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How Does the Texas District Court Work?

Texas District Courts are trial courts of general jurisdiction in the state’s judicial system. At least one District Court serves each county in the state of Texas. However, a single county may be served by several District Courts, and a single District Court may also serve more than one county. This usually happens in densely populated areas and sparsely populated areas. District Courts have general jurisdiction over all criminal and civil cases heard in the state. They typically handle the cases beyond the jurisdiction of the other trial courts in the Texas judicial system.

Even though District Courts have jurisdiction over criminal and civil matters, some of these courts located in densely populated areas may specialize in either criminal, juvenile, civil or family matters. In some counties, District Courts that specialize in criminal cases are referred to as Criminal District Courts. The Texas District Courts generally handle the following types of matters:

  • Felony criminal cases, and any lesser included offenses
  • Certain misdemeanor cases (this includes cases involving official misconduct)
  • Domestic relations matters (this includes cases involving divorce, paternity, child support, child custody and visitation, and domestic protection orders)
  • Juvenile matters (this includes cases involving juvenile delinquency, child abuse and neglect, adoptions, children in need of supervision, and termination of parental rights)
  • General civil cases (this includes cases involving contested elections, disputes involving title to land, slander, libel, and defamation cases)
  • Certain civil cases brought by the state of Texas
  • Civil matters where the total amount in controversy is more than $200
  • Certain probate matters

Also, the Texas District Courts have appellate jurisdiction and exercise general supervisory control over some of the other trial courts in the state’s court system and the County Commissioners Court in the counties where they are located. The County Commissioners Court is the governing body of the county. Texas District Court judges are also statutorily empowered to issue any writs that may be necessary to enforce the court’s jurisdiction.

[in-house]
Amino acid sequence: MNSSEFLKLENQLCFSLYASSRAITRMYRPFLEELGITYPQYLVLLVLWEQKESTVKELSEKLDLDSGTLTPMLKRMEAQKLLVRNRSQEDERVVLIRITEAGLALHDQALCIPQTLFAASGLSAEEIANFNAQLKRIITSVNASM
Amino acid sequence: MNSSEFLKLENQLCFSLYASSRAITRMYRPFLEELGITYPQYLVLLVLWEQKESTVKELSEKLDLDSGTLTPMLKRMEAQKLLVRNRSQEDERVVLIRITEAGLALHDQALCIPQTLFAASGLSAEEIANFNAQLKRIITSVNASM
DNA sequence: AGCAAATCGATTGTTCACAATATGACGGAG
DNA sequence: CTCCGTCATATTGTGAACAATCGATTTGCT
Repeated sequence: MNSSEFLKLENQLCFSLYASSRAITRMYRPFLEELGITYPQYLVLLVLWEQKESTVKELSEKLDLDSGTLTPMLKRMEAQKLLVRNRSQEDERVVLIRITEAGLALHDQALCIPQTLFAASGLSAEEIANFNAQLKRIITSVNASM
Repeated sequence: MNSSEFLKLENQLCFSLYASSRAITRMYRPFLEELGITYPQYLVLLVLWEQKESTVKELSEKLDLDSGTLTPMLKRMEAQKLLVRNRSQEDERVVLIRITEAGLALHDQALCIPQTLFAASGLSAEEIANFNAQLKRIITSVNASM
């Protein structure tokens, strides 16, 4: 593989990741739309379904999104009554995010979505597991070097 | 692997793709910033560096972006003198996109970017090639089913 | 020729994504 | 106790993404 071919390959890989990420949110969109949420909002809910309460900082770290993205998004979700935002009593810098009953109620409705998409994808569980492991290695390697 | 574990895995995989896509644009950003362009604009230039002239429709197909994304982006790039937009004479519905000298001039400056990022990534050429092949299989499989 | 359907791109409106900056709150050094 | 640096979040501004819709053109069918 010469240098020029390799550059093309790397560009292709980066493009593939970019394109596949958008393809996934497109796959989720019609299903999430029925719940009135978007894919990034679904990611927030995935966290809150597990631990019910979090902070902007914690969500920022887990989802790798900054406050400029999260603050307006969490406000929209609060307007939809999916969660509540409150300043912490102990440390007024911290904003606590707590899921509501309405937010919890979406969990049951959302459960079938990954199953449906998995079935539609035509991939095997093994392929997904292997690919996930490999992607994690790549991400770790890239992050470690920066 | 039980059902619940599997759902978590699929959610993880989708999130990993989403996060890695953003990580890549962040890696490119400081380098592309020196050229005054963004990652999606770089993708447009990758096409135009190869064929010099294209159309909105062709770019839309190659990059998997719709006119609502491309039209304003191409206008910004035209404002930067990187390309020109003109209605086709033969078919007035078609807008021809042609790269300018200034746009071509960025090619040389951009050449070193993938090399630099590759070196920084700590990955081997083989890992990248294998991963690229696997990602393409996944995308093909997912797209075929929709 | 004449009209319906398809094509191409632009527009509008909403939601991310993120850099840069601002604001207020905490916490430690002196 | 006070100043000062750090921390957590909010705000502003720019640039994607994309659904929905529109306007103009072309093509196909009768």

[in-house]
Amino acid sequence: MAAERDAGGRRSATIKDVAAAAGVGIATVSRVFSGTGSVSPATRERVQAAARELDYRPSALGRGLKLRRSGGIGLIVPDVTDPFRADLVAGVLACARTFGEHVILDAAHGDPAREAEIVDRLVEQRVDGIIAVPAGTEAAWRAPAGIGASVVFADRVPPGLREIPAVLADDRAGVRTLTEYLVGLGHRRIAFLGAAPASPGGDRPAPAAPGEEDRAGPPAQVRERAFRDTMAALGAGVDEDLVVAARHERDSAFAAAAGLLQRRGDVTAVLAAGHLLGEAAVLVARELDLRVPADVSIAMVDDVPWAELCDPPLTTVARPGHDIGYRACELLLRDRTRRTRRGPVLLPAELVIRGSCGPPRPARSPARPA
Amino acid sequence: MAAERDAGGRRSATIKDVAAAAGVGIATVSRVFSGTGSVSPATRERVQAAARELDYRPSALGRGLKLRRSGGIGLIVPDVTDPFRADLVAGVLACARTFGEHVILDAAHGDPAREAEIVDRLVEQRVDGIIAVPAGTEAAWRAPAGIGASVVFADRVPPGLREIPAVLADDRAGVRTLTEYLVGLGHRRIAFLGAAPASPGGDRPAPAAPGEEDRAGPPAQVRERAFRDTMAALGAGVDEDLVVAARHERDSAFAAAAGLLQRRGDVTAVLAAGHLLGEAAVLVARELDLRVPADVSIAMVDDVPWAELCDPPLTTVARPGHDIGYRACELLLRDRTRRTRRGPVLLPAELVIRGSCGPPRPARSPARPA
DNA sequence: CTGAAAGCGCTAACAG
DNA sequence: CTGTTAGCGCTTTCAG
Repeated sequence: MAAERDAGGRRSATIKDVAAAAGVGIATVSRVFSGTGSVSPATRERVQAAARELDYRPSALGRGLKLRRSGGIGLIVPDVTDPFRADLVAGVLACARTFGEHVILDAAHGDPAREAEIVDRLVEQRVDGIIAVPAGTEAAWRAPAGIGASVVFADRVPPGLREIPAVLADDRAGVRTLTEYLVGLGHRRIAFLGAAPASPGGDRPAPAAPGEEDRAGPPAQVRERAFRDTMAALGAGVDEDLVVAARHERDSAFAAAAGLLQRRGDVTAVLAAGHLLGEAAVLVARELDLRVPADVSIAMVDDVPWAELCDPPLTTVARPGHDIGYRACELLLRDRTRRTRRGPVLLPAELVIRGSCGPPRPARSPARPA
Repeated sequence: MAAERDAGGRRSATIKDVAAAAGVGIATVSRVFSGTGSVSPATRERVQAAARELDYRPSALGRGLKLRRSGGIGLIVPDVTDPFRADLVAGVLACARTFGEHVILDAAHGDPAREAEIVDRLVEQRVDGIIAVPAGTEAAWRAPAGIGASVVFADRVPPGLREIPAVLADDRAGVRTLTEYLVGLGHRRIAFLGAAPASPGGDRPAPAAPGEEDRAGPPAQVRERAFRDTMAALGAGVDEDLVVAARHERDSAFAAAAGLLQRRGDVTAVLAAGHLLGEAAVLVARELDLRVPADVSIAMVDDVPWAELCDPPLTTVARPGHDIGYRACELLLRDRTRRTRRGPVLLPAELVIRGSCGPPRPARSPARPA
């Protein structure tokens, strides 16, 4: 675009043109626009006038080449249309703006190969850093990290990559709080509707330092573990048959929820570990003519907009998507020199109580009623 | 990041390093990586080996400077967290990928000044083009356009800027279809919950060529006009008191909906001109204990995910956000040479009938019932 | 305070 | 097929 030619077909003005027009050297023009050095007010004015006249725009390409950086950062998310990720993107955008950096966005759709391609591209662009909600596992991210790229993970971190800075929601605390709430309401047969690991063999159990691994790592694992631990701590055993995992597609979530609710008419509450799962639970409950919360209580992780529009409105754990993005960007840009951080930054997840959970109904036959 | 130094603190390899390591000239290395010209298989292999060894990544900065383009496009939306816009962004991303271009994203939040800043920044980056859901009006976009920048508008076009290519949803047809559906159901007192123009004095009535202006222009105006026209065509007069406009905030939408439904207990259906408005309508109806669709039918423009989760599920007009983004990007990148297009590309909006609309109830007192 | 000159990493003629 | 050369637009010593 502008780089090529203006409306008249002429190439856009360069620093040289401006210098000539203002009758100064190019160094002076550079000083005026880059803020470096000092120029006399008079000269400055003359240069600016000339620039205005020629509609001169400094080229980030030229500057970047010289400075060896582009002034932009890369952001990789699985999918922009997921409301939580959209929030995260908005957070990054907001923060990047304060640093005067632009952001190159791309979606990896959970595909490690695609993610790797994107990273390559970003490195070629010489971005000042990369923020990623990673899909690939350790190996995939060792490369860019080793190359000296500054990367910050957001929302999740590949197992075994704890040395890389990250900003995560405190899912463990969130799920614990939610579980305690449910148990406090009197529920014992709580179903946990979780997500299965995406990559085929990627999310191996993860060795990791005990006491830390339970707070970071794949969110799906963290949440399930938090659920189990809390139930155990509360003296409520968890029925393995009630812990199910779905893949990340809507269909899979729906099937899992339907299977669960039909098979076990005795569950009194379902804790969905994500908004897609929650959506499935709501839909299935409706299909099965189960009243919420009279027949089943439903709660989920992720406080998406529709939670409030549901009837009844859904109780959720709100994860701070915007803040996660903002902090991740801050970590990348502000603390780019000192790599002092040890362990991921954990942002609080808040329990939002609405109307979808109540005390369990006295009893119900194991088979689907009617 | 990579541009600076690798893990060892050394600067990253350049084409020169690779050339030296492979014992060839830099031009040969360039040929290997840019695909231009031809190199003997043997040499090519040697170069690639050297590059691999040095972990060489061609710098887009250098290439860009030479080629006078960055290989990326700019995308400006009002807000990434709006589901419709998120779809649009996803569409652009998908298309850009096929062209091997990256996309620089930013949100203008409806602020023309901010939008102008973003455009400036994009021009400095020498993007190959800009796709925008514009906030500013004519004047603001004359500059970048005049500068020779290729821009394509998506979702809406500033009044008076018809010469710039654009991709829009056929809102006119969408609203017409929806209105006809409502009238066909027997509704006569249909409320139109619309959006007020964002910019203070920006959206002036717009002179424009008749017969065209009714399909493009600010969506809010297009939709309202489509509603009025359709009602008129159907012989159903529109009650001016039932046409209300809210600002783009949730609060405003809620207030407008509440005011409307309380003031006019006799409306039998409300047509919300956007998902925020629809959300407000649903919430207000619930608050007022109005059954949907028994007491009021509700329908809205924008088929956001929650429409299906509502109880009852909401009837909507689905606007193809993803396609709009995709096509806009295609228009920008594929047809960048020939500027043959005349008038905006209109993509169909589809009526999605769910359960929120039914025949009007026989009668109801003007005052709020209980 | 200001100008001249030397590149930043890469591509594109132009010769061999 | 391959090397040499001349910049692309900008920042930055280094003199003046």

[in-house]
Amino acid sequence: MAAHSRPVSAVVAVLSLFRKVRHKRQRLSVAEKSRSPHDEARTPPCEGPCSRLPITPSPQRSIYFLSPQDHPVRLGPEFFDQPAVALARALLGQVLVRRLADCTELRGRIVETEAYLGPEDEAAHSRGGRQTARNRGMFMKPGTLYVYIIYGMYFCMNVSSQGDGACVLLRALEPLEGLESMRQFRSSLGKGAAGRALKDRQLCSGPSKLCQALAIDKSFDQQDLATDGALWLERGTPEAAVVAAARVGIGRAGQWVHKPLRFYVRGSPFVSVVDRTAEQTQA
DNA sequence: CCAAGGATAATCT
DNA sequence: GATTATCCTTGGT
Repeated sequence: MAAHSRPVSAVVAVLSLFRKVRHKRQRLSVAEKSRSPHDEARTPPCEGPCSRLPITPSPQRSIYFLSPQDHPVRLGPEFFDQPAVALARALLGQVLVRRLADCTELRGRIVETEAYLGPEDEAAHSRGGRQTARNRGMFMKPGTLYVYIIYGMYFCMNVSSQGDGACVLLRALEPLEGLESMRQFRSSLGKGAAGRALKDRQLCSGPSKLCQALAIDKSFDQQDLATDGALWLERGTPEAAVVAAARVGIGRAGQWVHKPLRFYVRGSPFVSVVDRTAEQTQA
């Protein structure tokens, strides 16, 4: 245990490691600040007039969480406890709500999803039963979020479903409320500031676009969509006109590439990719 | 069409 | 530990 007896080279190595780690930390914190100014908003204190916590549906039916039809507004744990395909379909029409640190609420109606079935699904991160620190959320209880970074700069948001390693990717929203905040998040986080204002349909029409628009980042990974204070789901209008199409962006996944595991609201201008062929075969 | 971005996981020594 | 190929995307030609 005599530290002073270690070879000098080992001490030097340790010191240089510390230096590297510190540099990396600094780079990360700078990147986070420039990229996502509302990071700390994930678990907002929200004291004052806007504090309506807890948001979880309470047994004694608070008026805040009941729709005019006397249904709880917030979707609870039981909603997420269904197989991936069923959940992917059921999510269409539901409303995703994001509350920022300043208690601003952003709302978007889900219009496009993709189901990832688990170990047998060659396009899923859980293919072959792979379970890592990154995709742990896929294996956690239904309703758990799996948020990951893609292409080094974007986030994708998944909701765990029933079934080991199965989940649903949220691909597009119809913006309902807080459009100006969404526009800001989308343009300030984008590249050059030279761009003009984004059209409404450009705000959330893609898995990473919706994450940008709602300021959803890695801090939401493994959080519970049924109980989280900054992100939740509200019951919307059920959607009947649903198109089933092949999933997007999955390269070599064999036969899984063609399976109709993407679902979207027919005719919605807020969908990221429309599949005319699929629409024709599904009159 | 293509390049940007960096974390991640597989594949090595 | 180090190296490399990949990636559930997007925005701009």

The Texas court system currently has over 470 District Courts, with a District Court judge in each of these courts. District Court judges are elected in district-wide partisan elections to four-year terms. Before an individual can be elected as a Texas District Court judge, the person must be

  • A citizen of Texas that is between the ages of 25—74;
  • A resident of the district where the court is located for at least two years;
  • Licensed to practice law in Texas, and must have practiced either as a lawyer or a judge for at least four years.

The time spent practicing as either a lawyer or a judge can also be combined to make up the required years. Individuals nominated by the state governor fill vacant District Court judgeship positions after confirmation by the state’s senate.

The state of Texas is divided into 11 administrative regions, with a presiding judge overseeing each region’s activities. The state governor appoints the presiding judge. The presiding judge may either be a currently serving or retired District Court judge, a former judge who served a minimum of 12 years as a District Court judge, or a retired appellate judge with judicial experience on Texas District Courts. The presiding judge of each administrative region performs the following duties: